Sunday, November 5th wasn’t marked as a holiday on any calendar, but it was nonetheless one of the most significant dates of the year. That was the day we all reset our clocks (or let our computers do it for us). We woke up to paler skies that morning and drove home from work in total darkness. Though we tried to pretend it wasn’t a big deal, our bodies told us otherwise.
It’s more than a little weird, really. No one remembers at this point why we decided to create Daylight Saving Time, the benefits it produces are a mixed bag at best, and the negative effects it has on productivity and safety are manifold. But bleary-eyed we carry on with it, year after year.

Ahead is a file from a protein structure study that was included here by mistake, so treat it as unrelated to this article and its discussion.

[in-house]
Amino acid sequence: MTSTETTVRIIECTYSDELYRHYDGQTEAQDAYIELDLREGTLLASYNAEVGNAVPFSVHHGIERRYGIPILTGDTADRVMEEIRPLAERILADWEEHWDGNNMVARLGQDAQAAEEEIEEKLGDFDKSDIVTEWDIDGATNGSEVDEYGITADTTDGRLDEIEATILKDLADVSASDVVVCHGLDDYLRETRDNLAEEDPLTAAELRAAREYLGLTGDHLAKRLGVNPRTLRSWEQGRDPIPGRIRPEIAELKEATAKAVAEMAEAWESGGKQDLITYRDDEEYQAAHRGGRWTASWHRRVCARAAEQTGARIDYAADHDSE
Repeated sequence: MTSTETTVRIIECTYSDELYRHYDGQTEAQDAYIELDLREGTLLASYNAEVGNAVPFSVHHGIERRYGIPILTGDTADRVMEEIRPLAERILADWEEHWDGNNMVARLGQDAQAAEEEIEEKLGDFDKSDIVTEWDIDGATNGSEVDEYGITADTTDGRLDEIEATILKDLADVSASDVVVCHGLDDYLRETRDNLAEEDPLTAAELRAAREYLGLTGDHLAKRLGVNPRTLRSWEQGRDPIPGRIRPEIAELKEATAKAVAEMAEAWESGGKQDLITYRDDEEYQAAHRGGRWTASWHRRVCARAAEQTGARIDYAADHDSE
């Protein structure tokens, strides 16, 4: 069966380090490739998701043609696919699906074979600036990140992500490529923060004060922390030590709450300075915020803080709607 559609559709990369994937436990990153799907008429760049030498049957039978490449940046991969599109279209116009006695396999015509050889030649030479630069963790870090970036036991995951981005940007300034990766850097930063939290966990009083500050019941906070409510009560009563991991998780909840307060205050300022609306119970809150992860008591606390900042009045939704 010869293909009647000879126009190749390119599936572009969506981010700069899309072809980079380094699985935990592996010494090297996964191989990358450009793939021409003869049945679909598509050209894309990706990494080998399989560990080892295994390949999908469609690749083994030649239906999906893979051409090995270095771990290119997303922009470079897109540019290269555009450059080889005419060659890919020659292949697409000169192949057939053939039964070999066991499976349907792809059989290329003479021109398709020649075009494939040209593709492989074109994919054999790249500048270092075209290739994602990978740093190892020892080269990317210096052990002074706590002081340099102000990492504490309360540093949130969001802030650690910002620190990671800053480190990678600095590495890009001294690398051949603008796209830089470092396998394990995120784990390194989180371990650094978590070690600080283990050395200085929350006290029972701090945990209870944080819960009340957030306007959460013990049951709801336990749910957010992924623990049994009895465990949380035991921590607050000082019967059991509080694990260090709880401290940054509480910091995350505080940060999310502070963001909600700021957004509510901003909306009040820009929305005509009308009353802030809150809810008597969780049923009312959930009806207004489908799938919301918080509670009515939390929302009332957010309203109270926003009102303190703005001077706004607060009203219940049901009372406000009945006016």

Maybe it’s a function of age, but I find the change more profoundly affecting each time it happens. It’s a deep disturbance to physical, intellectual, and emotional rhythms that I’m not normally aware of at all, and I don’t think enough attention is paid to it. By me at least. To rectify that, I turned in the direction I always do, toward the bookshelf, where I found The Last of the Light: About Twilight by Peter Davidson. It doesn’t directly address the time change issue, but it meditates at length on the meaning of darkness, light, and the ineffable slide from one to the other. In addition to being a tapestry of the deepest thoughts on the subject by artists, scientists, and philosophers from antiquity to the present, it’s a gorgeous visual record of the “cartography of dusk” mapped by those same great minds. Perusing it in the watery light of late afternoon (which now falls at 2:00 or 3:00 p.m.) I felt like a cloistered monk seeking inspiration in an illuminated manuscript created by a brilliant, vanished predecessor ... continued